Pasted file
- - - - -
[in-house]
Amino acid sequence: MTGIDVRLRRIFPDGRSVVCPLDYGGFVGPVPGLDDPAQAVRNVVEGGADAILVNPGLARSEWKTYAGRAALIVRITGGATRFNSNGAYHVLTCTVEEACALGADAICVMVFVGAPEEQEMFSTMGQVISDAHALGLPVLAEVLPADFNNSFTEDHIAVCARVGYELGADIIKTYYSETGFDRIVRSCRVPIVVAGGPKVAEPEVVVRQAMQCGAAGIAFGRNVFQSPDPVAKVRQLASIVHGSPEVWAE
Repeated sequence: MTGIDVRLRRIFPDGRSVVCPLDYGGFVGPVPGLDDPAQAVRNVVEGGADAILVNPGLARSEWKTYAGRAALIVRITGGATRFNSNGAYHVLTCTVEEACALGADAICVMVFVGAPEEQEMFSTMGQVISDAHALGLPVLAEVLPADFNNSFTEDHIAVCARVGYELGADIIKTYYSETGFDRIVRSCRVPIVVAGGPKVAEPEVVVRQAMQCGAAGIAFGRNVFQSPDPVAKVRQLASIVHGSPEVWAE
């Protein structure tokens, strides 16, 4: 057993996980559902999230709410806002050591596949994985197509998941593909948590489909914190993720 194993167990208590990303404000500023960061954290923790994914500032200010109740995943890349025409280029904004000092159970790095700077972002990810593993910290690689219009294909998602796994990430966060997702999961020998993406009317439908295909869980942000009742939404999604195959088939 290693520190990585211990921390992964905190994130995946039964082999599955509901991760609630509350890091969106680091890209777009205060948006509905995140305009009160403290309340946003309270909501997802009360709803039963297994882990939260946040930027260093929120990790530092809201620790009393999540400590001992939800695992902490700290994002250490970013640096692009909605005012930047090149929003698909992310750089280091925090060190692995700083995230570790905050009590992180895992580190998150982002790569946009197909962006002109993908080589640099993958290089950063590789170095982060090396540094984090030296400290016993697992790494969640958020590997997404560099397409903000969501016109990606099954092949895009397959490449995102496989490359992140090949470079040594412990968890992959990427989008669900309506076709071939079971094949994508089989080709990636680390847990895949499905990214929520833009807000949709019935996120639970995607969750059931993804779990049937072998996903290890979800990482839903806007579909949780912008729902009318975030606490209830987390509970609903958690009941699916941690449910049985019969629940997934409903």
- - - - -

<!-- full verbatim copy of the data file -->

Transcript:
[in-house]
Amino acid sequence: MTGIDVRLRRIFPDGRSVVCPLDYGGFVGPVPGLDDPAQAVRNVVEGGADAILVNPGLARSEWKTYAGRAALIVRITGGATRFNSNGAYHVLTCTVEEACALGADAICVMVFVGAPEEQEMFSTMGQVISDAHALGLPVLAEVLPADFNNSFTEDHIAVCARVGYELGADIIKTYYSETGFDRIVRSCRVPIVVAGGPKVAEPEVVVRQAMQCGAAGIAFGRNVFQSPDPVAKVRQLASIVHGSPEVWAE
Repeated sequence: MTGIDVRLRRIFPDGRSVVCPLDYGGFVGPVPGLDDPAQAVRNVVEGGADAILVNPGLARSEWKTYAGRAALIVRITGGATRFNSNGAYHVLTCTVEEACALGADAICVMVFVGAPEEQEMFSTMGQVISDAHALGLPVLAEVLPADFNNSFTEDHIAVCARVGYELGADIIKTYYSETGFDRIVRSCRVPIVVAGGPKVAEPEVVVRQAMQCGAAGIAFGRNVFQSPDPVAKVRQLASIVHGSPEVWAE
């Protein structure tokens, strides 16, 4: 057993996980559902999230709410806002050591596949994985197509998941593909948590489909914190993720 194993167990208590990303404000500023960061954290923790994914500032200010109740995943890349025409280029904004000092159970790095700077972002990810593993910290690689219009294909998602796994990430966060997702999961020998993406009317439908295909869980942000009742939404999604195959088939 290693520190990585211990921390992964905190994130995946039964082999599955509901991760609630509350890091969106680091890209777009205060948006509905995140305009009160403290309340946003309270909501997802009360709803039963297994882990939260946040930027260093929120990790530092809201620790009393999540400590001992939800695992902490700290994002250490970013640096692009909605005012930047090149929003698909992310750089280091925090060190692995700083995230570790905050009590992180895992580190998150982002790569946009197909962006002109993908080589640099993958290089950063590789170095982060090396540094984090030296400290016993697992790494969640958020590997997404560099397409903000969501016109990606099954092949895009397959490449995102496989490359992140090949470079040594412990968890992959990427989008669900309506076709071939079971094949994508089989080709990636680390847990895949499905990214929520833009807000949709019935996120639970995607969750059931993804779990049937072998996903290890979800990482839903806007579909949780912008729902009318975030606490209830987390509970609903958690009941699916941690449910049985019969629940997934409903």